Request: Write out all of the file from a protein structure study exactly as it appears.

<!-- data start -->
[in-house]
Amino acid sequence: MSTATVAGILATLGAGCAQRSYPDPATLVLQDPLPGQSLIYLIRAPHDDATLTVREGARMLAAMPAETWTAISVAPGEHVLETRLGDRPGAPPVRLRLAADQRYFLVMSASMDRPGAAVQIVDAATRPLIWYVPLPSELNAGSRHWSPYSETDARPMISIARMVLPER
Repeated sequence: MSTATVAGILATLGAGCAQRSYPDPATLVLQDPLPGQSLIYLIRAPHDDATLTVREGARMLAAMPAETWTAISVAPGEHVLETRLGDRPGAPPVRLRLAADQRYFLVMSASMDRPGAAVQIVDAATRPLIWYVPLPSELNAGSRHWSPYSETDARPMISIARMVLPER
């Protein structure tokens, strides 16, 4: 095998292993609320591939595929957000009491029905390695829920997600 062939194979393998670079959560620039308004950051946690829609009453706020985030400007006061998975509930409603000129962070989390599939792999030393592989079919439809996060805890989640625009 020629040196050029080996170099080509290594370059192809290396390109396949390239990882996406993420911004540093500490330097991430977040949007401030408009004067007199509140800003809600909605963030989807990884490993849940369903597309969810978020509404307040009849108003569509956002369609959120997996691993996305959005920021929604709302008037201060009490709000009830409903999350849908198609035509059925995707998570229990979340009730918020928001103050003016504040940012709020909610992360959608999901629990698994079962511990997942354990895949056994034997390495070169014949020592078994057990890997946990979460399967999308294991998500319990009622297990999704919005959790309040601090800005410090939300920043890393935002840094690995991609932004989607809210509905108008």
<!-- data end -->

[in-house]
Amino acid sequence: MSTATVAGILATLGAGCAQRSYPDPATLVLQDPLPGQSLIYLIRAPHDDATLTVREGARMLAAMPAETWTAISVAPGEHVLETRLGDRPGAPPVRLRLAADQRYFLVMSASMDRPGAAVQIVDAATRPLIWYVPLPSELNAGSRHWSPYSETDARPMISIARMVLPER
Repeated sequence: MSTATVAGILATLGAGCAQRSYPDPATLVLQDPLPGQSLIYLIRAPHDDATLTVREGARMLAAMPAETWTAISVAPGEHVLETRLGDRPGAPPVRLRLAADQRYFLVMSASMDRPGAAVQIVDAATRPLIWYVPLPSELNAGSRHWSPYSETDARPMISIARMVLPER
């Protein structure tokens, strides 16, 4: 095998292993609320591939595929957000009491029905390695829920997600 062939194979393998670079959560620039308004950051946690829609009453706020985030400007006061998975509930409603000129962070989390599939792999030393592989079919439809996060805890989640625009 020629040196050029080996170099080509290594370059192809290396390109396949390239990882996406993420911004540093500490330097991430977040949007401030408009004067007199509140800003809600909605963030989807990884490993849940369903597309969810978020509404307040009849108003569509956002369609959120997996691993996305959005920021929604709302008037201060009490709000009830409903999350849908198609035509059925995707998570229990979340009730918020928001103050003016504040940012709020909610992360959608999901629990698994079962511990997942354990895949056994034997390495070169014949020592078994057990890997946990979460399967999308294991998500319990009622297990999704919005959790309040601090800005410090939300920043890393935002840094690995991609932004989607809210509905108008």